A police crackdown on pirated computer games and stolen mobile phones has led to a Halifax shop owner being jailed.
When officers raided Bilal Munir’s Halifax Games in Halifax Borough Market in January 2011, they seized a Dell laptop containing more than 800 illegally downloaded Nintendo games along with other items including a memory card reader with a further 289 games on it.
Officers also searched Mobile Phone Service Centre in Southgate and found seven illegal devices, known as R4 cartridges, which could be used to play pirated games on Nintendo DS consoles.
During a trial at Bradford Crown Court, a jury heard that the mobile phone shop was run by Munir’s cousin, Navid Akhtar, and Akhtar’s younger brother Umar Shahzad worked in the shop.
Prosecutor Jonathan Sharp said undercover police officers posing as criminals had visited the phone shop in July and September 2010.
Despite being told by the officers that a mobile phone and a Nintendo Wii console were stolen, Shahzad paid cash for them.
In reference to the Dell laptop, Judge Jonathan Durham Hall QC said: “It was the source of a stock of approximately a thousand illegal games which were being used or had been used. That gives some idea of the true scale and the true culpability.”
The judge concluded that Munir was enabling those who bought the illegal devices from the phone shop to play at their leisure and cheaply illegally downloaded Nintendo games.
Judge Durham Hall said Akhtar, as owner of the Mobile Phone Service Centre, deliberately and knowingly possessed the devices with a view to their imminent supply to anybody who required them.
The jury heard that the computer seized at Halifax Games had on it an advert of illegal copies of games and artwork for DS games and the illegal R4 devices.
Munir, 30, of Roils Head Road, Halifax, was jailed for 15 months after he was found guilty by the jury of possessing an article - the Dell laptop - for use in copying trademarks.
The judge said the sentence would have been 18 months, but he had reduced it to take account of recent charitable work that Munir had been involved with close to the war zone in Syria
Munir was allowed to address the court himself before being sentenced and said he wanted to apologise for the offending and the time and money wasted in his case.
Akhtar, 28, of Godfrey Road, Halifax, pleaded guilty to possession of the seven R4 cartridges used to circumvent the Nintendo copyright systems, but his eight-month jail term was suspended for a year because his guilty plea.
The court heard that police seized almost £29,000 in cash during the investigation and Akhtar had agreed to forfeit £15,000. He will also have to do 120 hours unpaid work for the community.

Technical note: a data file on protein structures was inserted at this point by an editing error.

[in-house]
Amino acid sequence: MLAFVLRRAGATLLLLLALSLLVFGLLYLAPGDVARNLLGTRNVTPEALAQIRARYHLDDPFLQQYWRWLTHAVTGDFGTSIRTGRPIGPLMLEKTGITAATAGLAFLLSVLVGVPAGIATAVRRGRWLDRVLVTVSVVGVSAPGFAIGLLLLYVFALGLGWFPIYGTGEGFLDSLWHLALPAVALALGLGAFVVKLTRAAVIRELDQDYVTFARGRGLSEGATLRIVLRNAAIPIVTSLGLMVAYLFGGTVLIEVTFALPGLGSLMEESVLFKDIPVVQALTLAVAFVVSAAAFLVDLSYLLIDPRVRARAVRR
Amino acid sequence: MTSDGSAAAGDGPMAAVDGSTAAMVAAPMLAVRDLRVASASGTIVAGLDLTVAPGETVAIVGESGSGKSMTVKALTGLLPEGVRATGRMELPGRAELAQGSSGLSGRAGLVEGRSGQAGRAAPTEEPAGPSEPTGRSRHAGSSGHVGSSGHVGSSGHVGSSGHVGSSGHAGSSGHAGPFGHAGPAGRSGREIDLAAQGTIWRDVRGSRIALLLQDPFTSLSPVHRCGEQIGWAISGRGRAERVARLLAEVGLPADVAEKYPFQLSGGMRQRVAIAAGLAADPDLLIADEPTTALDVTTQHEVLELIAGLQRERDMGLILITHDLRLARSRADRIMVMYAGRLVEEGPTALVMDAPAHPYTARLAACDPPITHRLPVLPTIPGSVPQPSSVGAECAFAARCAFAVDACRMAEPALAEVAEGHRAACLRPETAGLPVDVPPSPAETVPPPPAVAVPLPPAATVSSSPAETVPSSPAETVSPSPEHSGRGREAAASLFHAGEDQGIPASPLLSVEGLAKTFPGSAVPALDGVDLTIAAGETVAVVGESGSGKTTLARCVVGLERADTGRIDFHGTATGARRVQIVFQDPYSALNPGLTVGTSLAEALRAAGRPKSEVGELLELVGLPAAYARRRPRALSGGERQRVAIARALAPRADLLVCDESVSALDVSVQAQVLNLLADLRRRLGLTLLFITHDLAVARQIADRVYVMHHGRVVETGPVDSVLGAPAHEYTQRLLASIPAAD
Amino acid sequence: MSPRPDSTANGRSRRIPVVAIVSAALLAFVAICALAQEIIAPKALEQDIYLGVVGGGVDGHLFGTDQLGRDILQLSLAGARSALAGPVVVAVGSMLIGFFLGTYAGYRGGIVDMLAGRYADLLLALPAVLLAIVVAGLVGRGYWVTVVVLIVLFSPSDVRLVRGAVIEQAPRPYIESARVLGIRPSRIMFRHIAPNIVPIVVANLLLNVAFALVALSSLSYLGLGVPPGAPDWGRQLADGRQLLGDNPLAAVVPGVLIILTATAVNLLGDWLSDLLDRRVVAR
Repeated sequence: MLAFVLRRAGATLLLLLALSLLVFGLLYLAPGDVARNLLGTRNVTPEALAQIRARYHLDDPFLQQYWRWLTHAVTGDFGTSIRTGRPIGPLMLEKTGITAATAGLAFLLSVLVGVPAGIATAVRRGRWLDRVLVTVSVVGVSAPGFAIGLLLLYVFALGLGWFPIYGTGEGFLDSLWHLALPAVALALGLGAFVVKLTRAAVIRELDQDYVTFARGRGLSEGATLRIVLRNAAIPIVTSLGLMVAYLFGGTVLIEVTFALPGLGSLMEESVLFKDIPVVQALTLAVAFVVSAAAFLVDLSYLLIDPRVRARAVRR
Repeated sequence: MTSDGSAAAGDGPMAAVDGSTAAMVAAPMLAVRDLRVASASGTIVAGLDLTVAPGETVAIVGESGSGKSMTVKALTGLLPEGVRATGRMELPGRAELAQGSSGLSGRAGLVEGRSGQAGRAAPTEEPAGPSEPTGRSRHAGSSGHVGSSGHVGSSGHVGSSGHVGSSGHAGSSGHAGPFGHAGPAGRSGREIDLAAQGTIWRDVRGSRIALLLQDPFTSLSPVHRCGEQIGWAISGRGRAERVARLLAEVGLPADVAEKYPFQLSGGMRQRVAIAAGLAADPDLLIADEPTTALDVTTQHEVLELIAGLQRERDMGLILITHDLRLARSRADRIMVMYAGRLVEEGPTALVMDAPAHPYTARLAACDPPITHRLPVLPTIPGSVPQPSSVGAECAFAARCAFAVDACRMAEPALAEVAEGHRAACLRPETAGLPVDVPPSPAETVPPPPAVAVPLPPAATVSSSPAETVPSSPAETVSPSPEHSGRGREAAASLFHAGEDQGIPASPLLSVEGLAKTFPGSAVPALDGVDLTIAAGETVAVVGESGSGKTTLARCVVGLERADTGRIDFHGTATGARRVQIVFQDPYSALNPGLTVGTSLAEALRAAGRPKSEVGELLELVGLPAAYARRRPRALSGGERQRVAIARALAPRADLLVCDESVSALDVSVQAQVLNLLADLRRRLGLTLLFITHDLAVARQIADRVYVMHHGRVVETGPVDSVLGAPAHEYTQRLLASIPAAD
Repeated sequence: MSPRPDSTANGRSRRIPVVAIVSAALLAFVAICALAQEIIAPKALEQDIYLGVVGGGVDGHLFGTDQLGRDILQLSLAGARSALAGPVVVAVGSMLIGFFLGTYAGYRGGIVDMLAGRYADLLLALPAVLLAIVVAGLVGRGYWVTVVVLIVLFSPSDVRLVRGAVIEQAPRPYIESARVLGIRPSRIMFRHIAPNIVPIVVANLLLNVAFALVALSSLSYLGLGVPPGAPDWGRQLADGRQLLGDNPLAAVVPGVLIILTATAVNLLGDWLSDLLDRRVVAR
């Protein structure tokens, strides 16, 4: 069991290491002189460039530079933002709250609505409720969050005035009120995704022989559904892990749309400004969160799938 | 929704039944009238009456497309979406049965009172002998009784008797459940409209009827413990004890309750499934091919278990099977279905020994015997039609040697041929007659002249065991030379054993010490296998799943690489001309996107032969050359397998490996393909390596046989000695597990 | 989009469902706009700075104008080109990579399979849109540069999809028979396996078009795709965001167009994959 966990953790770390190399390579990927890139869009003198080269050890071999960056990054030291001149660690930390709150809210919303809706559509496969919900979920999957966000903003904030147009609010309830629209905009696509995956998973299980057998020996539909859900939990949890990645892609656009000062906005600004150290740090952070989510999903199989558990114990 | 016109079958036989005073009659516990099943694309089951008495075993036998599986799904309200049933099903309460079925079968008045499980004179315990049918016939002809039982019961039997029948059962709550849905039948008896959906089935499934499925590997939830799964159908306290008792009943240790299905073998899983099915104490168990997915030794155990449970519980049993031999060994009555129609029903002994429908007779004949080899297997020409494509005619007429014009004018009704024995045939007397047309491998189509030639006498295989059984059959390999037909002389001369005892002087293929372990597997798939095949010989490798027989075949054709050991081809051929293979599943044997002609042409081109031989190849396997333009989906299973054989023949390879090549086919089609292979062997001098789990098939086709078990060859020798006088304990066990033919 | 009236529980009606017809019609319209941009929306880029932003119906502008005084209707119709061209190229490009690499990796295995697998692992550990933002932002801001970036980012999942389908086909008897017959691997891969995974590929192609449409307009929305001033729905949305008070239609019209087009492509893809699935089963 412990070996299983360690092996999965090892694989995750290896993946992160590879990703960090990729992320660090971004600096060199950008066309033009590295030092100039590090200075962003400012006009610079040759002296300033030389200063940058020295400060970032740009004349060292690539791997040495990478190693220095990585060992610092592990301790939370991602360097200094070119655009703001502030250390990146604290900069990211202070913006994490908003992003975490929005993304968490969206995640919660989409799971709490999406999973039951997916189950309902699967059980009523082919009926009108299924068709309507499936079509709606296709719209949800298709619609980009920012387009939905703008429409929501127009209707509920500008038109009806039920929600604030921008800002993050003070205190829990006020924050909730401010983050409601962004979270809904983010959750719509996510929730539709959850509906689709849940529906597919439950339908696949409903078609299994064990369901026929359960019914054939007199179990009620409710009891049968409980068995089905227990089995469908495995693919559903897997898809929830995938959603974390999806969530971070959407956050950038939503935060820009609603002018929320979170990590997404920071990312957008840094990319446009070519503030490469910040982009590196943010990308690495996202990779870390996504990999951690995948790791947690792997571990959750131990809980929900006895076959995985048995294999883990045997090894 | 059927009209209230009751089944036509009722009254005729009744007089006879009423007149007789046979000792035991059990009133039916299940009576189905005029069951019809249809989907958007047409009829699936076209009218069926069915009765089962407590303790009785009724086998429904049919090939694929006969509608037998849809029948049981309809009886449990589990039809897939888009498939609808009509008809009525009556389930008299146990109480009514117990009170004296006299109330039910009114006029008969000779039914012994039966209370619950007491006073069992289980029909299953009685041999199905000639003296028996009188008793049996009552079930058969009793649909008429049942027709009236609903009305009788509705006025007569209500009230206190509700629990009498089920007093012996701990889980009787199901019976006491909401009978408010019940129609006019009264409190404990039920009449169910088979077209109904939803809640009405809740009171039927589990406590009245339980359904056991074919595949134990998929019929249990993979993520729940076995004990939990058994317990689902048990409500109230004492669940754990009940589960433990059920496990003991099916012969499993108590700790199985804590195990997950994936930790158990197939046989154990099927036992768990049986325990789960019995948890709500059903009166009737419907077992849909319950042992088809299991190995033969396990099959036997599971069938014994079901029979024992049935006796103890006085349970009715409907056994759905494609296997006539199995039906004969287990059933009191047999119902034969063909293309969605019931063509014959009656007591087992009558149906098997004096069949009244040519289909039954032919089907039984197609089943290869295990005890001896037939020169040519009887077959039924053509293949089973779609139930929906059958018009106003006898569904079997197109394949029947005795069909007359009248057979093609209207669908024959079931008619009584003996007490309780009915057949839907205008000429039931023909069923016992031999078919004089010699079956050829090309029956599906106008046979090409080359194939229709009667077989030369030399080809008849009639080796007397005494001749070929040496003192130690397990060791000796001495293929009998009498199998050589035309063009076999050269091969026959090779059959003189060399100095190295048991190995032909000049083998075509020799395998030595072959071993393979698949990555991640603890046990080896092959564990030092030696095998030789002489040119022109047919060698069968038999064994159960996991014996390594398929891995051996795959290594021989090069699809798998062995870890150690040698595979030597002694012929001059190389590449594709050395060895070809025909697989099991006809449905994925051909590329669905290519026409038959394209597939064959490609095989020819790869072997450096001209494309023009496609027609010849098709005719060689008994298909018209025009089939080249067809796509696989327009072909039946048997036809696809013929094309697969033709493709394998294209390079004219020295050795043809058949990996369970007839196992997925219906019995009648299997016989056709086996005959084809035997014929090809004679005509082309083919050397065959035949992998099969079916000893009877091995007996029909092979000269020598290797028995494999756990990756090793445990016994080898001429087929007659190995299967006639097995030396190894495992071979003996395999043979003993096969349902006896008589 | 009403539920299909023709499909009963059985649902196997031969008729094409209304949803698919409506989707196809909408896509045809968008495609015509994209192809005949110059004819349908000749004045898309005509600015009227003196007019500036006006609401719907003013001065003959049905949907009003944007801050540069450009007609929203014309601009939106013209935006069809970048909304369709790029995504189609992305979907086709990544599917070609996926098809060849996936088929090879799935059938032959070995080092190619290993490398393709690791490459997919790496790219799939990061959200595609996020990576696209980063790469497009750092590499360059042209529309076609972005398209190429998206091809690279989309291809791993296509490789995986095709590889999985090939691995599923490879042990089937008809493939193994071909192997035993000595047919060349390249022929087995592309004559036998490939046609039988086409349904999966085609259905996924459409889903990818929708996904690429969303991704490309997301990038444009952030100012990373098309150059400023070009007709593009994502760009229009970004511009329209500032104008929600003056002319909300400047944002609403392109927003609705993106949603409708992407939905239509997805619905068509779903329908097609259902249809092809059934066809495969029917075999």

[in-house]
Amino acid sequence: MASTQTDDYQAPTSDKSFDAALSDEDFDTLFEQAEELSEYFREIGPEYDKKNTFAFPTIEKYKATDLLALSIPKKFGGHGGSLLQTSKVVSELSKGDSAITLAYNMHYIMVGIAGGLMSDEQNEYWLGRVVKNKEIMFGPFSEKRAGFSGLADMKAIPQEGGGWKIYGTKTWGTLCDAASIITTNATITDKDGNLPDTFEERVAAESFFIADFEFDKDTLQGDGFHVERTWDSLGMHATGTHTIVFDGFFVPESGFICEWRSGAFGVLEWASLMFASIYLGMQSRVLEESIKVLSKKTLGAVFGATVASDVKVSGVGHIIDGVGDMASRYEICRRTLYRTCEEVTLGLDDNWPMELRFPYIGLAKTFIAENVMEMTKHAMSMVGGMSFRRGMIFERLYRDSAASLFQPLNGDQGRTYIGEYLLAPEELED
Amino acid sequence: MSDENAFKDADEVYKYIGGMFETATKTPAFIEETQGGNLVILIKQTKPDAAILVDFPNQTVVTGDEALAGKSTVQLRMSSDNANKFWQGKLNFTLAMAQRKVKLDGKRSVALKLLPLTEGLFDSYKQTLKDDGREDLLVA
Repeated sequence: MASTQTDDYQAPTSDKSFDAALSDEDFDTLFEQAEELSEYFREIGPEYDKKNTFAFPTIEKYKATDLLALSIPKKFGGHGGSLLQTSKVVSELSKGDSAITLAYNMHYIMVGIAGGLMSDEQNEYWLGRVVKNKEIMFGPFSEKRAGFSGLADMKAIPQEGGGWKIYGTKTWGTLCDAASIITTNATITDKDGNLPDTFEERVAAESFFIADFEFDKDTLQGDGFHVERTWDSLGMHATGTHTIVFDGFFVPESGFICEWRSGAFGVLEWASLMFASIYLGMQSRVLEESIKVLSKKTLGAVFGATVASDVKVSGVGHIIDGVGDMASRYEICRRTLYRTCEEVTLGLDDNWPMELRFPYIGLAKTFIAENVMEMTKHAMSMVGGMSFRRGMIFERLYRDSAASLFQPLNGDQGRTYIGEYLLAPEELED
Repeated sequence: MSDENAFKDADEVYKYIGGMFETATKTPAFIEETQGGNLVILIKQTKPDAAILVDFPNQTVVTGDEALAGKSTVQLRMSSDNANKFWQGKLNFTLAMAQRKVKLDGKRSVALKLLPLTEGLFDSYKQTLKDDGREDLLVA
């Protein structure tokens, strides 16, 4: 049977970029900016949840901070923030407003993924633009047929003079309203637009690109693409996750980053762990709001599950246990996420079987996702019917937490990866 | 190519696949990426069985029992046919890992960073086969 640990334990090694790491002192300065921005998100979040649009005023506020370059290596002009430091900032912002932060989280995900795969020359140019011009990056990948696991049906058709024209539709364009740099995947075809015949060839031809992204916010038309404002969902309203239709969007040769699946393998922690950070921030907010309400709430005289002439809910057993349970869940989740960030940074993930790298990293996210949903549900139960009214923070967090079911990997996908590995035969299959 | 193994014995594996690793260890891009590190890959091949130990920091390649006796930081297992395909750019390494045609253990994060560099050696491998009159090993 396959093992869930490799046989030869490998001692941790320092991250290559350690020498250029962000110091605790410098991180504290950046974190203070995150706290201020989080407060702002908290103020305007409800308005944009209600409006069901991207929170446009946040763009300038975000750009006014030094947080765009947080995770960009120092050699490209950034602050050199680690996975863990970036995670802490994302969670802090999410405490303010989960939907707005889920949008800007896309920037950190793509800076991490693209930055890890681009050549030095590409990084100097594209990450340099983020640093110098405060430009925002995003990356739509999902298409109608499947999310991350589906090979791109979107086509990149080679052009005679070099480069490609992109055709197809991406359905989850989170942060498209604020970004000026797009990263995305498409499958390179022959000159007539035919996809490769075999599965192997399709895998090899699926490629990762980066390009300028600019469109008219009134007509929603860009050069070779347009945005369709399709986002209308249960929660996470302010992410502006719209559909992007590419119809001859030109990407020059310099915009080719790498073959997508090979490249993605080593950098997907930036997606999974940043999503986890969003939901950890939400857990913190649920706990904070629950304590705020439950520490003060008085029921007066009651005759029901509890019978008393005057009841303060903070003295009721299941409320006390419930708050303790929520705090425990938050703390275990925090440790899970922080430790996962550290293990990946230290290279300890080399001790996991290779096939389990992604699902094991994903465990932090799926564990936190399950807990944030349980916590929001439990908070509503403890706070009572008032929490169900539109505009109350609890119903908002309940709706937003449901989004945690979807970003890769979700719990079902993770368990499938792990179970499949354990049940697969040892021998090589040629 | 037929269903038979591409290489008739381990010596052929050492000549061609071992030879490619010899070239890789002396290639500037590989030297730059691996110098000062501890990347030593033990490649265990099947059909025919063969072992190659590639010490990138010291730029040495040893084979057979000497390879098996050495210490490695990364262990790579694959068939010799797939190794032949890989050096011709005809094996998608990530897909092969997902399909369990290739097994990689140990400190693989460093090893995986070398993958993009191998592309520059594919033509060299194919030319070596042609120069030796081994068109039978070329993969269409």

Munir will have to face a further hearing under the Proceeds of Crime Act at a later date.
Shahzad, 26, of Essex Street, Halifax, was found guilty after trial of attempting to handle the “stolen” items brought to the shop by undercover officers and possessing the illegal devices. He was jailed for a total of 15 months.
After the case, Judge Durham Hall commended the work of the undercover officers and the lead officer who dealt with the inquiry.
Detective Constable Tony Chapman, who led the investigation, said they had worked with West Yorkshire Trading Standards, The Association for UK Interactive Entertainment and Calderdale Council.
“The laptop computer and micro SD memory card seized from Munir’s stall at Halifax Games contained over 1,000 counterfeit Nintendo games titles. The loss to the gaming industry was significant. The R4 cartridges recovered enabled the counterfeit software titles to be played on hand held gaming devices,” he said.
“All three were involved in blatant criminal activity by selling counterfeit games to the public.
“We have worked with Calderdale Council to in order to maintain the excellent reputation of the markets in Halifax. Offences of this type will be investigated robustly with a view to those responsible being stripped of their criminal benefit.”
Calderdale Council’s cabinet member for Economy and environment, Councillor Barry Collins, added: “The council is committed to tackling criminal activity and selling quality goods, so that customers can shop, and legitimate dealers can trade, in safety and with confidence.”
Colin Gledhill, president of Halifax Borough Market Tenants Association, said: “Selling counterfeit and illegal goods is absolutely not tolerated and goes against everything the market stands for. The market is full of stallholders who are committed to trading fairly and are passionate about good customer service and quality local products.”